Robinson says the biggest challenge in her work leading the Y is overcoming the negative impressions of the YWCA that have existed as a result of past mismanagement.

“The biggest challenge is letting people know we are fiscally sound. They can trust us,” she said. “We need to let people know. We serve about 500 youth a month and we have 90 or so little people in our building in child care. We have a large number of swimming lessons every day. Once a month we have a community event that serves kids. So we’re an essential part of this community. It’s difficult to say ‘help us’ without having people run because they worry they’re putting money into a sinking ship. We really want people to take a chance on us. We have good leadership here. Good staff here. I’m working with the sharpest people I’ve ever met.”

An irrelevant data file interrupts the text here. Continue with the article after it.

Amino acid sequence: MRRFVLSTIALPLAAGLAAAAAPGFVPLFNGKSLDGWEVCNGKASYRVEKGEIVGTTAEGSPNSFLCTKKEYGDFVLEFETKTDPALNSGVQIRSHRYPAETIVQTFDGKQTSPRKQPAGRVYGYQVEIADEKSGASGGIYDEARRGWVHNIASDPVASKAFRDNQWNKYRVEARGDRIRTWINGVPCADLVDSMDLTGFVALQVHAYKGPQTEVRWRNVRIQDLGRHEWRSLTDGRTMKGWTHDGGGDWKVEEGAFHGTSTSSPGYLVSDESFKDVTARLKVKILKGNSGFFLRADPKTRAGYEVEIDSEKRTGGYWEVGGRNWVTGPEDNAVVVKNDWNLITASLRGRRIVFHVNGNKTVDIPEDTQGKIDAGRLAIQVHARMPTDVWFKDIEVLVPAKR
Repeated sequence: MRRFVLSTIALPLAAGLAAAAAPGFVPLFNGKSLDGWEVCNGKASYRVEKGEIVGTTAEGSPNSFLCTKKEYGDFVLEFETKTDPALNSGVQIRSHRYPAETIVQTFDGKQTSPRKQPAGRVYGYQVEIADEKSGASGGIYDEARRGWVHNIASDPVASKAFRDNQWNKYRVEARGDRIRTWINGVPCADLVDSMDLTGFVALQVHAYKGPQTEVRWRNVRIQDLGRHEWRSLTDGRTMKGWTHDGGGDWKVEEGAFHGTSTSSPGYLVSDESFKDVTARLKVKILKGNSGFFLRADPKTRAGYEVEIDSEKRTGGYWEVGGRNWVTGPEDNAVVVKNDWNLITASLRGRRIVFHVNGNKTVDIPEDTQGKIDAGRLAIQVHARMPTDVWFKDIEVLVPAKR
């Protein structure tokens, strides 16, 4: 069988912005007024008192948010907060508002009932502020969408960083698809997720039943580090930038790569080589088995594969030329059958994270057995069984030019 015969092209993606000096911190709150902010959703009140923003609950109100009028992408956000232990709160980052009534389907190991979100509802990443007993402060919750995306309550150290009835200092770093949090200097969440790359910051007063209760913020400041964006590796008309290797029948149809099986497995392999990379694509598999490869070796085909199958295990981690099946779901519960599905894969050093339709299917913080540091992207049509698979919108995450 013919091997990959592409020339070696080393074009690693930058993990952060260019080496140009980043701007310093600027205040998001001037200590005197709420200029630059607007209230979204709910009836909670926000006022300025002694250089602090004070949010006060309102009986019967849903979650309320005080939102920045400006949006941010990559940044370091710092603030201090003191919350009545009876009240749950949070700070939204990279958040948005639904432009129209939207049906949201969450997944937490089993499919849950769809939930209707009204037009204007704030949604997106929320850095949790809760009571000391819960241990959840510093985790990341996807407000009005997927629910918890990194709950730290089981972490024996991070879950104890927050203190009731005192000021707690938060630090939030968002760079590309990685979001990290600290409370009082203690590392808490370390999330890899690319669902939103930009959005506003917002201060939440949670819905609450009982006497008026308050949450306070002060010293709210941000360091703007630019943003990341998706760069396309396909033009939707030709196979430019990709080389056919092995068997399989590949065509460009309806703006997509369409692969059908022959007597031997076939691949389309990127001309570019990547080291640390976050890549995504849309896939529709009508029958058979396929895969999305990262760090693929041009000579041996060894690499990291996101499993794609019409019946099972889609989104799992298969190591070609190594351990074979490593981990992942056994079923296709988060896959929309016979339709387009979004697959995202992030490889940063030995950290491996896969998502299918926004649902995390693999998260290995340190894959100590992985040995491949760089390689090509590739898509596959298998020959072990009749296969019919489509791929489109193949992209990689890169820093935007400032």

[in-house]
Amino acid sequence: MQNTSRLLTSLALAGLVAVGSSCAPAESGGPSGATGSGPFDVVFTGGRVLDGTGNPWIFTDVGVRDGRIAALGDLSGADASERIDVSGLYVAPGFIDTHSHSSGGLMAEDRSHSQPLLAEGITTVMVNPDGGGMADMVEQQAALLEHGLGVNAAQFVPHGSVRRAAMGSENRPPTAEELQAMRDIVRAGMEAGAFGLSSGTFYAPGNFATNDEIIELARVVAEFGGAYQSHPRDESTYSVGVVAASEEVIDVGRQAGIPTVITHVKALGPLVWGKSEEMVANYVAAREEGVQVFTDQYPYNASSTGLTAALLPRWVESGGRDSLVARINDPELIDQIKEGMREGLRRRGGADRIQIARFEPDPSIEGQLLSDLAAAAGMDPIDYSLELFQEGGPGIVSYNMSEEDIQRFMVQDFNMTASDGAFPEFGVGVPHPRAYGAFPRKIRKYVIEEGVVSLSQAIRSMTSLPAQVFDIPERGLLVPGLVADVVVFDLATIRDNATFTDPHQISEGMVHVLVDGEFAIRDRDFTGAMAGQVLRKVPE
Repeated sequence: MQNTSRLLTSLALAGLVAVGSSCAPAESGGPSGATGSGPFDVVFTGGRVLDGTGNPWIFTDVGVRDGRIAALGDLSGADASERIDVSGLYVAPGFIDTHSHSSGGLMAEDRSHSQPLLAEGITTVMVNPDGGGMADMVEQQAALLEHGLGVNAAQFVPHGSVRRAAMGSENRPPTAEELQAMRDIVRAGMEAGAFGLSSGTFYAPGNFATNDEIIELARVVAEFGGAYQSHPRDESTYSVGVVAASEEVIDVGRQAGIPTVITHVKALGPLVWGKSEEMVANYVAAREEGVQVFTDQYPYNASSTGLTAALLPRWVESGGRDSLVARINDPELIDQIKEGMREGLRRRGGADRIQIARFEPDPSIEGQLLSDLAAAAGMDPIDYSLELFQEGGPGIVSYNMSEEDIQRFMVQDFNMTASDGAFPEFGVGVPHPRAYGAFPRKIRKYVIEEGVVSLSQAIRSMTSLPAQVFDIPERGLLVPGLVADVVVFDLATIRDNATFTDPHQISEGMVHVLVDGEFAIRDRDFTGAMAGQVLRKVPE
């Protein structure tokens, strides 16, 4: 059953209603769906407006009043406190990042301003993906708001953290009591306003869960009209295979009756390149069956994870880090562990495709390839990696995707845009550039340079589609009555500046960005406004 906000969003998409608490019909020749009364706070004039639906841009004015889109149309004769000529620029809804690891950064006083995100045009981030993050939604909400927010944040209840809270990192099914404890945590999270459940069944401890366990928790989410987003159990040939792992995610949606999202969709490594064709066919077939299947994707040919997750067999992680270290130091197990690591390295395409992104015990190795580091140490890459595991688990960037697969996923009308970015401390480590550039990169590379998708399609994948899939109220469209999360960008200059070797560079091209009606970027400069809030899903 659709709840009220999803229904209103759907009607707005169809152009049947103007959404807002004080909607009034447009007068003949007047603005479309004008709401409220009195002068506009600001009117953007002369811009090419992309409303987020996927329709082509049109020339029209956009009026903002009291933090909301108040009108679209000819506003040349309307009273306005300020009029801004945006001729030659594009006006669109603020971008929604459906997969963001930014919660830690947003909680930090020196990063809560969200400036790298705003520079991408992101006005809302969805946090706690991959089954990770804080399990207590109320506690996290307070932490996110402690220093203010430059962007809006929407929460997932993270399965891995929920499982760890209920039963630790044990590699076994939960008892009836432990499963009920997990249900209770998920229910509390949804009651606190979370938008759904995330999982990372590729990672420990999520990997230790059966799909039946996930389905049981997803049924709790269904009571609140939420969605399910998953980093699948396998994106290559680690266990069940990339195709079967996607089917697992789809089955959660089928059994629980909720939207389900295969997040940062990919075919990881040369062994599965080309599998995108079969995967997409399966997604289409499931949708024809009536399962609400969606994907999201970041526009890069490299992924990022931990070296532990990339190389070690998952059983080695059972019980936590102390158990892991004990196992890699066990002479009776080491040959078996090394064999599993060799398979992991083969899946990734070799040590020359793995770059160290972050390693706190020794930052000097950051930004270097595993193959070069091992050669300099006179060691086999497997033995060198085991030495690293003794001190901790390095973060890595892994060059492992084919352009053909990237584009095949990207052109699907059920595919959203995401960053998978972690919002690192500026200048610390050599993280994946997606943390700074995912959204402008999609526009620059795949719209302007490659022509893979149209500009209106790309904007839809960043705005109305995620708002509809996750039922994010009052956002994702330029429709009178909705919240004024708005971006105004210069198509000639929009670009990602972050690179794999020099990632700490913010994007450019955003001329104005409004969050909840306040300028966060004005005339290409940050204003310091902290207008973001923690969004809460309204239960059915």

The goal is to let the community of greater Green Bay know that the Y is there and ready to help. Personally, Robinson is focused on remaining a powerful and present force in the community.

“The community just needs to know as the Y does better, the community will do better,” Robinson said. “Community strength is really detectable by the strength of its women and it’s programs that support children. If you support one woman, you support one family. You can change a lot with supporting just one woman.”